From Shymkent to Jakarta. Life Before and After

Khassiyat - English Teacher

Khassiyat is a teacher, philology of English and French languages. She has been working as a deputy director in the Academy of Languages in Shymkent. In search of some challenges, she passed entry exams to be an English teacher in Nazarbayev Intelectual School (NIS). After a while, she has been working there for five years as a deputy director in external relations. Meanwhile got a master degree in Educational Leadership at Nazarbayev University.

Currently, Khassiyat is gaining international experience for improving her teaching experience and working at one of the Singaporean schools in Jakarta. She was always interested in Singapore as a country and was always thinking why this country’s education and economics are among the best ones.

You are currently working in Indonesia, could you please tell us how did you end up being in Jakarta, what’s the work culture difference?

Working as a recruiter of international teachers for 5 years, I know what I was looking for. So to find a job wasn’t a big deal for me. Finalizing the options, I got three. I had a School in Cyprus and Abu-Dhabi, but Indonesian option appeared to be more suitable. The educational system and climate were more appealing.

In Kazakhstan, we still have this Soviet culture influence and more of authoritarian leadership. What I like here is that teachers have leadership duties. They might be responsible for some projects. They may propose them, lead them and realize by themselves. And deans and principals in their turn just support and guide them. While in Kazakhstan, unfortunately, teachers are afraid to take initiatives. They just take ready-to-go projects and follow certain instructions. There is no creative approach and initiation.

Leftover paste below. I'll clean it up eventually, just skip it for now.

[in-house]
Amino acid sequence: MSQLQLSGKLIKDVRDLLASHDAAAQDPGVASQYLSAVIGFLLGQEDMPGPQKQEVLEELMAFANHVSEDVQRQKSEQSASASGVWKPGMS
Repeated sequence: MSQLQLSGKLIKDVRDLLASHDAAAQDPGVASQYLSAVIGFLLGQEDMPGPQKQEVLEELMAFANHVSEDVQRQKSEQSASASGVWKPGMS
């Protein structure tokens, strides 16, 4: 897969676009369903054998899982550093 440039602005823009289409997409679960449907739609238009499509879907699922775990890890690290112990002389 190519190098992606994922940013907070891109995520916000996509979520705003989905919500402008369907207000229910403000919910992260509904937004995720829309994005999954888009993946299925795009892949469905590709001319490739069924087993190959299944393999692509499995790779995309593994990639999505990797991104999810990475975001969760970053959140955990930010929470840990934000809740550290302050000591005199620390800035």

Khassiyat - English Teacher

Plus, I really like that for teachers with family the school provides support and some good conditions. School reminds to not spend too much time at work, go home in time and spend weekends with family. However, in Kazakhstan, I experienced that quite often I had to put my personal life and family in second place and be fully at work. For that I really love that here I can have a real work-life balance. Here people really Live and Work.

How your family reacted to the idea of moving abroad?

First of all, my immediate family was a bit skeptic about this, but after a while and now I think they are quite positive about this decision. We saw and experienced many things here and we feel that our mindset is much wider now. But my family, like parents and relatives, were in total shock. They were trying to change our mind, saying that it would be hard to live in a foreign country. I don’t know why but they were thinking that working in a different country means hard and for little money. Or working in some constructions work illegally. Many don’t realize that there are plenty of opportunities out there. That you can officially work somewhere in favorable conditions, develop yourself and travel. A lot of people don’t know about that. I guess it happened to me because I, myself, was closely working with expats.

What challenges did you face?

First, the food is different here. Since we are with children, we were trying to adapt to the local cuisine for quite a long time. Managing to find something close to our dishes and to find out how appropriate or harmful would it be for us. But now, we could say we are already getting used to it.

Climate. We worried it about, but the good thing is quite mild here. It’s not so much of a hot weather as in Shymkent. We haven’t experienced rainy season yet. There are some earthquakes in other parts, but fortunately not in Jakarta.